This article originally appeared in Global Security Newswire, produced independently by National Journal Group under contract with the Nuclear Threat Initiative, a nonprofit, nonpartisan group whose mission is preventing the spread of nuclear, biological and chemical weapons.
Diplomats said Syria has declared itself open to total compliance with an International Atomic Energy Agency probe into a suspected Syrian nuclear reactor destroyed in a 2007 Israeli airstrike, Reuters reported on Monday (see GSN, May 26).
Damascus issued the proposal in a written message to IAEA Director General Yukiya Amano, who in a new safeguards report last week said Syria's Dair Alzour facility had "very likely" housed an undisclosed nuclear reactor nearing completion.
Intelligence assessments from the U.S. reportedly indicate the site housed a reactor being built with North Korean aid and intended to produce weapon-usable plutonium. Damascus has rejected accusations it engaged in illicit nuclear activities, but it has denied multiple IAEA requests for return visits to Dair Alzour since inspectors found traces of anthropogenic natural uranium during a June 2008 inspection of the site (Fredrik Dahl, Reuters I, May 30).
The U.S. has floated an initial proposal for the 35-nation IAEA governing board to refer Syria's "noncompliance" to the U.N. Security Council, a move that could result in punitive action against Damascus, the Associated Press reported.
The proposed U.S. text expresses with "serious concern" Syria's denial of additional agency access to Dair Alzour, and details a potential board decision "to report... Syria's noncompliance" with its obligations under the Nuclear Nonproliferation Treaty (Associated Press/Daily Star, May 30).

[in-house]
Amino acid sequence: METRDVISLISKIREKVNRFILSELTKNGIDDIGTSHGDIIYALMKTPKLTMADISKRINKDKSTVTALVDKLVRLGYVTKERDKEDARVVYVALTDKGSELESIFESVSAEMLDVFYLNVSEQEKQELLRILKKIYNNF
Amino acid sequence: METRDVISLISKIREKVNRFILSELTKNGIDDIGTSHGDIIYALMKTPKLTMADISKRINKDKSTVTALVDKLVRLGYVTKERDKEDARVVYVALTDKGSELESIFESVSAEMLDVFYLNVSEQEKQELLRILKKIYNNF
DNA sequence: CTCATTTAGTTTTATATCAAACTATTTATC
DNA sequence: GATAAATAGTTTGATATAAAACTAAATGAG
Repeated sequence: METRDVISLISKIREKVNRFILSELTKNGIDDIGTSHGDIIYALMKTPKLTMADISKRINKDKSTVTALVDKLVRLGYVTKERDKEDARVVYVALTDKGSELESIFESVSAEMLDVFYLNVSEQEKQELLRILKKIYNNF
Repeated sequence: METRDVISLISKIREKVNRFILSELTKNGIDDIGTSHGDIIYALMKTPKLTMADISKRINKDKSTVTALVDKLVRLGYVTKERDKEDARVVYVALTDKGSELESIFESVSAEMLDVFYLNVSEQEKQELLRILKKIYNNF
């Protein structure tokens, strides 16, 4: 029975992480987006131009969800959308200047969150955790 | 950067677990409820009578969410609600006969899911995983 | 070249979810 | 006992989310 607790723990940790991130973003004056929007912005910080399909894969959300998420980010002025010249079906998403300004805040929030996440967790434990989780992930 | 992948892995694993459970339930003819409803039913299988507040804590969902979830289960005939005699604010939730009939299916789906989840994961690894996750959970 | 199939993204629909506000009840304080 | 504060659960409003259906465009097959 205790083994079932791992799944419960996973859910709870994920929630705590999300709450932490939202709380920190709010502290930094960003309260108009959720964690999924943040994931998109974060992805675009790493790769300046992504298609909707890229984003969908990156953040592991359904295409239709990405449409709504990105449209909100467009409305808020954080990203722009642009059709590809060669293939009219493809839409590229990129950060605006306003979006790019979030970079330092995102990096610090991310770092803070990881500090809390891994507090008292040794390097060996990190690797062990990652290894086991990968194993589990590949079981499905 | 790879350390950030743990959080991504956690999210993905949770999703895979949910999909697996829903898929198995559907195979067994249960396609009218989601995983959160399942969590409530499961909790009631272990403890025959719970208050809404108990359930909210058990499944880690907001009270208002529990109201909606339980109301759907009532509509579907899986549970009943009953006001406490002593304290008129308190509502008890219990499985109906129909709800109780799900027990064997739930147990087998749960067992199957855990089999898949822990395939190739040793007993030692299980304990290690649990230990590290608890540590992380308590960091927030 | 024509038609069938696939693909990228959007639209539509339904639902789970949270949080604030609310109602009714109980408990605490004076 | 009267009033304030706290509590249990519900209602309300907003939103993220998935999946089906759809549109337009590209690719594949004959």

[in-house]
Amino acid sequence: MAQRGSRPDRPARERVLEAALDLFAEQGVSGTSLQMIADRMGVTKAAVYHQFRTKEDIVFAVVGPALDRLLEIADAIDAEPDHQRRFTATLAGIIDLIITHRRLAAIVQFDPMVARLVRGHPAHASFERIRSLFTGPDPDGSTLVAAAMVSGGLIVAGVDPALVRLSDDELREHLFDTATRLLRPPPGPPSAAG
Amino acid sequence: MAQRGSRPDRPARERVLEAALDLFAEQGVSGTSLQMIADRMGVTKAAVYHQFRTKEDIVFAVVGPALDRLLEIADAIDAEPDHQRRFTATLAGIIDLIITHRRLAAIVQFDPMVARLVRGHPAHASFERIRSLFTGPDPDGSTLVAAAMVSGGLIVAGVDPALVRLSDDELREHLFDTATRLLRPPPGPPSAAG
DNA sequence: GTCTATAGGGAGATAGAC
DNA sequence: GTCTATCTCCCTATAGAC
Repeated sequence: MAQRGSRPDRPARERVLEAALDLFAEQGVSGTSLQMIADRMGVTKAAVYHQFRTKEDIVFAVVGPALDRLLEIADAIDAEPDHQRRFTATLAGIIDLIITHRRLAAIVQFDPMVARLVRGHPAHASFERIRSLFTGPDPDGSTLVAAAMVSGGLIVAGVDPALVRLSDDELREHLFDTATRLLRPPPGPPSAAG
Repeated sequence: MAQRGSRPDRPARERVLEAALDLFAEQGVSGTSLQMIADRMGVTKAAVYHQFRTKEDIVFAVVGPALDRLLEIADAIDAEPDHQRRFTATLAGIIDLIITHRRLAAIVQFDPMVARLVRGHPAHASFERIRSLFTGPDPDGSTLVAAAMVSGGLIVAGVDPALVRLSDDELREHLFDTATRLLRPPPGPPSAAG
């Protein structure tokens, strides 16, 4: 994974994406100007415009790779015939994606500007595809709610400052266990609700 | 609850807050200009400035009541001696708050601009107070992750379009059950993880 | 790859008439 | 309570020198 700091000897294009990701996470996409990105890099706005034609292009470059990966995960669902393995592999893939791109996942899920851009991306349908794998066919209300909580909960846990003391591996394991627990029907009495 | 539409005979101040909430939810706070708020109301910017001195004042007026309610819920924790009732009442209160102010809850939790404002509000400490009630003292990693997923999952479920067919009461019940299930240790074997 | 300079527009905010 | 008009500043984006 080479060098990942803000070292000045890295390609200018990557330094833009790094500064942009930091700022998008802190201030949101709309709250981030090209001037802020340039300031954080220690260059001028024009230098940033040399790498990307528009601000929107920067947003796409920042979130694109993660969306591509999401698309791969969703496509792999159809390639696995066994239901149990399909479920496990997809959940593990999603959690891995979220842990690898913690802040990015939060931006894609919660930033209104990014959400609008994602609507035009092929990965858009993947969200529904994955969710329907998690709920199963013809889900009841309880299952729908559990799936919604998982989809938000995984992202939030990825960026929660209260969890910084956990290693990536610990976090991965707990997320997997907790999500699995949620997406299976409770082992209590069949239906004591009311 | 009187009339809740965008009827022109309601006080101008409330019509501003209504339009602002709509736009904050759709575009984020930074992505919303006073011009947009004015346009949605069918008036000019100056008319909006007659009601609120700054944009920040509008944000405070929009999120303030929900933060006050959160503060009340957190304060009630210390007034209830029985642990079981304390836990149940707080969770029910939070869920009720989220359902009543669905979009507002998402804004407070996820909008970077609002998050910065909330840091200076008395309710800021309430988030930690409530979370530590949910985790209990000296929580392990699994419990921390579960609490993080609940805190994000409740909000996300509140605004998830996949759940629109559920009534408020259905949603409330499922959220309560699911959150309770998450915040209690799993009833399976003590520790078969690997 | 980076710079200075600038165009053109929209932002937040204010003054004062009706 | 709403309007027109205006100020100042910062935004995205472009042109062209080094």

The Middle Eastern nation's latest offer, though, could sap the willingness of China, Russia and additional nations to support the initiative backed in Europe and the U.S., according to a number of observers.
"Those countries which maybe were not so convinced about the idea to send it to the Security Council will now of course be even more hesitant," a European diplomat said.
Syria's offer "will make it more difficult, there is no question about that," added a high-level envoy from a developing nation. "It is a very smart move" (Dahl, Reuters I, May 30).
"Is it really something which you need to send to the Security Council, something that has happened in the past?" the official added (Fredrik Dahl, Reuters II, May 30).
The Obama administration said it still intended to lobby for Security Council involvement in the dispute.
"We are aware that the Syrian government has sent a letter to the IAEA regarding the agency's longstanding requests for full Syrian cooperation," Robert Wood, deputy U.S. permanent representative to international organizations in Vienna, Austria, said in a statement to governing board member countries. "Such cooperation indeed would be welcome, but would not have any bearing on the finding of noncompliance or the board's responsibilities with regard to that finding" (Dahl, Reuters I).
A diplomat from a Western nation suggested the Syrian move was an 11th-hour attempt at dividing nations that would have "close to zero impact" on the IAEA board. "The letter will be seen, except by very close friends of Syria, as just going through the motions," the official said (Dahl, Reuters II).